Backup with Backblaze and get three free months

Opinion

It’s time to start thinking about those new year’s resolutions. One resolution that many computer users have is to get serious about backing up their files.

It’s inevitable that storage media will fail. It might not happen today, tomorrow, or in many years, but there may come a day where your reliable hard drive doesn’t play so nice anymore. And Murphy’s Law says that day will be the day before the deadline on your major commissioned orchestra piece, or the day of your recording session.

Even in the era of solid-state drives, it’s clear that they can fail, too, albeit in different ways than older-style spinning platter hard drives.

So why not act on that resolution early and make a backup plan? The first step, of course, is to make a local backup, like with Apple’s Time Machine, included in the Mac OS, or the Backup and Restore tools in Windows.

But a key element of any modern backup strategy is a good cloud backup service. There are several out there, but the one I’ve used and trusted my files to since 2014 is Backblaze. For $60/year, it will back up all — yes, all — the files on your computer, including those precious Sibelius, Dorico, Finale, or Musescore files, along with documents, photos, music and movies, without restrictions on the number of files, other than operating system, applications, or temporary files. It will also back up any external drives connected to your computer.

Backblaze, a service for both Mac and PC users, is incredibly simple. You install it and it backs up your files continuously. That’s it, unless you tell it otherwise (you can optionally set it to backup once per day or manually). The first backup will take a while — perhaps several days if you have lots of files to back up. If you’re going to be away from your computer for the holidays, you could have Backblaze do its first backup while you’re away, so that you return to a freshly-backed up computer.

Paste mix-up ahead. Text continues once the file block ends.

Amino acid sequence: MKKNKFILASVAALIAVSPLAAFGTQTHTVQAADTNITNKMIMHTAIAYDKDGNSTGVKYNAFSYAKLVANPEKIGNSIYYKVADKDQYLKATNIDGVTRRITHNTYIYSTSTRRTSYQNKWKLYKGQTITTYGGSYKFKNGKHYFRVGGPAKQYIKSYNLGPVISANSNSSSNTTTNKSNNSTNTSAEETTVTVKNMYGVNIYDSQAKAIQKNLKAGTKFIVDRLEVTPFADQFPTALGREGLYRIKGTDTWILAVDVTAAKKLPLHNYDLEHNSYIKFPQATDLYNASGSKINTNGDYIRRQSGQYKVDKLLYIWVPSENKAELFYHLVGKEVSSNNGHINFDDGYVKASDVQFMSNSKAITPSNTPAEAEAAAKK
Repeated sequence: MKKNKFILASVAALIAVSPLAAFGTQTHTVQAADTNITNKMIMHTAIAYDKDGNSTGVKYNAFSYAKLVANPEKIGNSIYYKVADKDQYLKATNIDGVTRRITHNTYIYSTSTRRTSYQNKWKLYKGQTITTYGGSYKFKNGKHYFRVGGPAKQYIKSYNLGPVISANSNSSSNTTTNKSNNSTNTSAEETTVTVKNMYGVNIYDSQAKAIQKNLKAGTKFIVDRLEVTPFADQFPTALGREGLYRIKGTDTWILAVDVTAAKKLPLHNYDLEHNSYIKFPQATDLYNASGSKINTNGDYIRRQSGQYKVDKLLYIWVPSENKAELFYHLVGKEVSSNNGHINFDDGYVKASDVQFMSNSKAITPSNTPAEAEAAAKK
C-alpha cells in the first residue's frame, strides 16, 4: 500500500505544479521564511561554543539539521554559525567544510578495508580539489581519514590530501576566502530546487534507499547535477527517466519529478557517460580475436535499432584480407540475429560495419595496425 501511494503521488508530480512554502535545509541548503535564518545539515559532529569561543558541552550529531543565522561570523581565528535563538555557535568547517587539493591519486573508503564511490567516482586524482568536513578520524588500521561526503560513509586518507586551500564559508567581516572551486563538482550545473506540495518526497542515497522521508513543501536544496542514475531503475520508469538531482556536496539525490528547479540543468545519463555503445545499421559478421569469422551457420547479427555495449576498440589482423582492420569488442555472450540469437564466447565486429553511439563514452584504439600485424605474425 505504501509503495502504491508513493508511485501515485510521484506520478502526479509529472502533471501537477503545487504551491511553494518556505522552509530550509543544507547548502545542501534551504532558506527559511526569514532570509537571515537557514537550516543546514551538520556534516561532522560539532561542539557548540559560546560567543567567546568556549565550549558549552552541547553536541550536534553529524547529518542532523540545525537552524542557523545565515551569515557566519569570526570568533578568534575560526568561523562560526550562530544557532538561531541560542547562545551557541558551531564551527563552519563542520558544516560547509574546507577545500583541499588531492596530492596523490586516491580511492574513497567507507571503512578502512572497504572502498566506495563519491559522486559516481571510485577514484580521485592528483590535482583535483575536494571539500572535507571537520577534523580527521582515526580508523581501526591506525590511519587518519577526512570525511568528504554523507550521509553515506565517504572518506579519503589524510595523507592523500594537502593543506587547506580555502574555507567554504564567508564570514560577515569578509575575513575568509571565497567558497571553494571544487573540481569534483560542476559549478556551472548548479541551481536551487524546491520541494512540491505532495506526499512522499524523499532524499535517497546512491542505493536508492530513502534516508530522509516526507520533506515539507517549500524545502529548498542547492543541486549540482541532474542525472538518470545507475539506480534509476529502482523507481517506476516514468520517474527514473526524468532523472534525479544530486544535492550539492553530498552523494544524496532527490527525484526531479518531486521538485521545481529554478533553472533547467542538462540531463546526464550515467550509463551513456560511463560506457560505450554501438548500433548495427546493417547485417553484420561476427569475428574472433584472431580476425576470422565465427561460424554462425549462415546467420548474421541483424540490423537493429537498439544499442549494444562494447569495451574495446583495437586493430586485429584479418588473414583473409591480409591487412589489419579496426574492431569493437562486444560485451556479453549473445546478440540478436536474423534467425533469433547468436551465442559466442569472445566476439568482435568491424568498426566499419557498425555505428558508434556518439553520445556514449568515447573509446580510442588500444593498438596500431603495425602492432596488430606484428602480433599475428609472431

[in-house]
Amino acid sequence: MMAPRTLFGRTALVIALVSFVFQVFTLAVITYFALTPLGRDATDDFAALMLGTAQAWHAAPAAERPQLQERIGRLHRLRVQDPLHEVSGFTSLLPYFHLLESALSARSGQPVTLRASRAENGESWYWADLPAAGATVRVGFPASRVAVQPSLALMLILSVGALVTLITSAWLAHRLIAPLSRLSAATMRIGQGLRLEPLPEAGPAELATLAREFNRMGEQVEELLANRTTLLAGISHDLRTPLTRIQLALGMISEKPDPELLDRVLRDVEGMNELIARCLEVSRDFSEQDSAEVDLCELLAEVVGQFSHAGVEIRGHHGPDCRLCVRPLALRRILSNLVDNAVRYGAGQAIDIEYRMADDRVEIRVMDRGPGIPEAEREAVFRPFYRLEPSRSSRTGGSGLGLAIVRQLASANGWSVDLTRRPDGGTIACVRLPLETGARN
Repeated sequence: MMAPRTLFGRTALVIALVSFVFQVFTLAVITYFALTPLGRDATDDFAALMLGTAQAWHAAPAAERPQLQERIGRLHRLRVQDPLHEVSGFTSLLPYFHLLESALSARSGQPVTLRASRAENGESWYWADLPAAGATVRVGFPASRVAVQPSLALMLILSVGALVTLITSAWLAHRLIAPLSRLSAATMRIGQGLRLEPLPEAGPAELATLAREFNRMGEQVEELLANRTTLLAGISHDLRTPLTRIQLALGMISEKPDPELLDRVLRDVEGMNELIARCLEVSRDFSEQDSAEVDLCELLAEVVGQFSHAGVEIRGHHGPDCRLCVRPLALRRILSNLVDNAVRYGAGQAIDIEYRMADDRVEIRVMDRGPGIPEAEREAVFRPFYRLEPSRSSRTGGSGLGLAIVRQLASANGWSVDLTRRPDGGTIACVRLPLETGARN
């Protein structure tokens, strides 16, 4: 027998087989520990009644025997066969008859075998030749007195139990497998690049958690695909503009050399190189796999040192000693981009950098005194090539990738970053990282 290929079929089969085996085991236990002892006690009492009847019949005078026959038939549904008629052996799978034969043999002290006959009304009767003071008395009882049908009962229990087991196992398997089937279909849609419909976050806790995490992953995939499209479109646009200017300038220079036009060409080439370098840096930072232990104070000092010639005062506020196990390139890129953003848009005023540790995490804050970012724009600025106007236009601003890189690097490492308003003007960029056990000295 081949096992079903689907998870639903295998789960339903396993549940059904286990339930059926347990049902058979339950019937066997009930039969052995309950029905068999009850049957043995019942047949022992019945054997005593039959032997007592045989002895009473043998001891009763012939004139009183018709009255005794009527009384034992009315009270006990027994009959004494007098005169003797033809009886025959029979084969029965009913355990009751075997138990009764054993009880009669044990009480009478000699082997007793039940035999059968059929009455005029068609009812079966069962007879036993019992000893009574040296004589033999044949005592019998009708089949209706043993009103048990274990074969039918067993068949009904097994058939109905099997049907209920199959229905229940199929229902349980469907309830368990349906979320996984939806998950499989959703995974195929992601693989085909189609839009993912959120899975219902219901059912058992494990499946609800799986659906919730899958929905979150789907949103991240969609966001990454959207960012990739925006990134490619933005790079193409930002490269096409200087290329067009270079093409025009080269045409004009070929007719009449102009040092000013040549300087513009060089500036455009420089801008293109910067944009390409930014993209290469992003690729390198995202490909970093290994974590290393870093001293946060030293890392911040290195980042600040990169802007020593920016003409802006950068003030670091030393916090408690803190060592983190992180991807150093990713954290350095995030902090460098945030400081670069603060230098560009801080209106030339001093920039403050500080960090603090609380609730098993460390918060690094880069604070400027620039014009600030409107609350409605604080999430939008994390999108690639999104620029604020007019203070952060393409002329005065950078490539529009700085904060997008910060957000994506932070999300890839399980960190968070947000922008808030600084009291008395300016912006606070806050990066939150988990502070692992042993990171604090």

After the initial backup, incremental backups will be fast.

You just use your computer normally, and Backblaze will automatically back up files on an ongoing basis. It will detect when your network connection is idle and make the most of that time to back up, and will throttle itself to tack a back seat while your network usage is heavy, so that you’re not delayed when actively uploading and downloading files.

You can always see your status via a menu bar or your system preferences.

It’s important to note that Backblaze is not designed as an online storage service like Dropbox or Google Drive — those services are intended largely as way to sync active files among many computers or devices, and to share and collaborate on them easily. In contrast, Backblaze is a true “set it and forget it” service. You hope that you never need it, but it’s there in case you do.

Even so, there is a modest versioning feature, which can be very helpful: Backblaze will keep versions of a file that changes for up to 30 days. Just remember, Backblaze is not designed as an additional storage system when you run out of space; it’s intended to mirror whatever is on your drive. If you delete your data, it will be deleted from Backblaze after 30 days; you can pay an additional $2/month to keep a version history for 1 year, and another additional $2/month plus data storage fees to keep your data forever.

OK, so what happens if that fateful day arrives and you need to restore your files?

Say you’ve got a fairly recent local backup of your drive and only need a few files, or you’re away from your computer and need to access a file that you don’t have in a Dropbox or similar sharing service. You can easily log in to Backblaze either from a computer or from a mobile device and request the file(s) you need. Once you do so, you’ll get an e-mail notifying you that your files will be available to download. I’ve used this option many times and it works very well.